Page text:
`
"BRING 'EM ON"!
 `
Now admit it! It makes you sick just thinking about it, doesn't it? C'mon, BE HONEST!
`
Finally: manufacturing cooked-up evidence in order to frighten a quarter of a billion people into signing on to a war that has easily slaughtered over one-hundred thousand men, women and little children, the sole purpose of which was to seize the second largest oil reserves on the planet and grease the coffers of a handful of well-connected corporate cronies may be a lot of things - In fact, it is many things - But it is not Christ-like. Not even in the least. Again, this is a no-brainer.
`
And as an admittedly flawed Catholic, let me remind my fellow members of the Church of Rome that the Vatican has twice, under two different popes, vehemently condemned America's incursion into Iraq in the strongest language possible. Any Catholic who supports this war should hang his or her head in shame.
`
I know that it is wrong to speak the mind of the Lord and I won't even attempt to do so. But it is a fairly easy call to say that He is not looking down and smiling at the carnage that has been inflicted on this troubled planet by this sick and sickening administration. This ain't rocket science, kiddies. This is what is known as, "Christianity 101".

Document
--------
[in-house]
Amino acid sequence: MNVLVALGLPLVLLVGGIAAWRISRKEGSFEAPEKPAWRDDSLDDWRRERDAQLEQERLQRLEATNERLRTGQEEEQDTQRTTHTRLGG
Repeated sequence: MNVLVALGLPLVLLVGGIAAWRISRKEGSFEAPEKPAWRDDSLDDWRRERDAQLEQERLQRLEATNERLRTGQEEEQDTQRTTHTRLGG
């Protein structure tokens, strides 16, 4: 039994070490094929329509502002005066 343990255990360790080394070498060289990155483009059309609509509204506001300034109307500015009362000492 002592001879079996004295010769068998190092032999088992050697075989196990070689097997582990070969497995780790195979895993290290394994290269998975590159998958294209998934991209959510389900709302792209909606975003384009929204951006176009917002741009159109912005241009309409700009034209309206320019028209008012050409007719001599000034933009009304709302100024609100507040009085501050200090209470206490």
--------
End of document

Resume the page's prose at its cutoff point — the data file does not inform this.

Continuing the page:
`
I really have only one great fear. Do you want to know what it is? Going to hell. I'd like to get to Heaven but I'm not all that sure I will. I'm almost certain that, at the very least, I'll probably do some serious time in Purgatory. For many years, I smoked and drank to excess and for a few of those years I used drugs. I was at times careless, even thoughtless with respect to my relationships with women. Although I've spent the better amount of my time in recent years trying to make amends, I'm not at all certain that I'll ever be allowed to walk through dem ol' pearly gates.
`
But of this, I am absolutely certain: If, at the end of my life when I'm standing on the threshold of eternity and I find that I have been condemned to eternal damnation, it won't be because of the very public stand I took, from day one, against this disgusting administration. It will be in spite of it.
`
Pray for peace.
`
Tom Degan
Goshen, NY
tomdegan@frontiernet.net
SUGGESTED READING:

Conjectures of a Guilty Bystander
by Thomas Merton

For more recent postings on "The Rant" please go here:

"The Rant" by Tom Degan

Cheerio! Pip! Pip!

59 Comments:

At 1:08 PM, Blogger PANTHER said...

I can't wait til the other half of this post is written....

 
At 2:40 PM, Blogger Yggdrasil said...

I think I just fell in love with you. Seriously.

 
At 4:34 PM, Anonymous charles moore said...

Hi Tom,

This is really one of your best writings yet. I think that I say that with each one you post, but they just seem to get better and better.

One of my favorite pieces of advice to these so called Christian politicians and leaders is to remind them that when the rich young ruler came to Jesus to ask what he should do to be saved, Jesus told him to sell everything that he had and give it to the poor. For the Republicans, please note Jesus did not say take from the poor and give it to the wealthy.

 
At 7:40 PM, Anonymous Wilma Lamb said...